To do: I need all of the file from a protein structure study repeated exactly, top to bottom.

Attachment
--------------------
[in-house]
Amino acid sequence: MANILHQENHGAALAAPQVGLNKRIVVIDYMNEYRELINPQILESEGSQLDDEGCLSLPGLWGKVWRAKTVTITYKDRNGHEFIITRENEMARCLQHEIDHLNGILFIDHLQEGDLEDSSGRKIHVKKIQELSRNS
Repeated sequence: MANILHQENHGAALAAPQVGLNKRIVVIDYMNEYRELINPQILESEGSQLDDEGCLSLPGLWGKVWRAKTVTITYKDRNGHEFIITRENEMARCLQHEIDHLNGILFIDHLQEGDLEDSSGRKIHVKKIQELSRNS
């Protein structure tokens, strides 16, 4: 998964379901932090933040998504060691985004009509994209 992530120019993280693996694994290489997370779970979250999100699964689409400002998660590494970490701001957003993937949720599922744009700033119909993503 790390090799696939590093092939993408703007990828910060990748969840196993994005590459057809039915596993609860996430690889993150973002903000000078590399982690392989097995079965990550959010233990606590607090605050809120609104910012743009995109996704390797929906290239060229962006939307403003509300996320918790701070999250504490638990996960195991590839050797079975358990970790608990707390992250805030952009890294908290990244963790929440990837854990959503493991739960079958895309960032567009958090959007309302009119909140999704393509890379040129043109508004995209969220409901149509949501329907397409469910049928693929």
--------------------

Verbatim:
[in-house]
Amino acid sequence: MANILHQENHGAALAAPQVGLNKRIVVIDYMNEYRELINPQILESEGSQLDDEGCLSLPGLWGKVWRAKTVTITYKDRNGHEFIITRENEMARCLQHEIDHLNGILFIDHLQEGDLEDSSGRKIHVKKIQELSRNS
Repeated sequence: MANILHQENHGAALAAPQVGLNKRIVVIDYMNEYRELINPQILESEGSQLDDEGCLSLPGLWGKVWRAKTVTITYKDRNGHEFIITRENEMARCLQHEIDHLNGILFIDHLQEGDLEDSSGRKIHVKKIQELSRNS
């Protein structure tokens, strides 16, 4: 998964379901932090933040998504060691985004009509994209 992530120019993280693996694994290489997370779970979250999100699964689409400002998660590494970490701001957003993937949720599922744009700033119909993503 790390090799696939590093092939993408703007990828910060990748969840196993994005590459057809039915596993609860996430690889993150973002903000000078590399982690392989097995079965990550959010233990606590607090605050809120609104910012743009995109996704390797929906290239060229962006939307403003509300996320918790701070999250504490638990996960195991590839050797079975358990970790608990707390992250805030952009890294908290990244963790929440990837854990959503493991739960079958895309960032567009958090959007309302009119909140999704393509890379040129043109508004995209969220409901149509949501329907397409469910049928693929």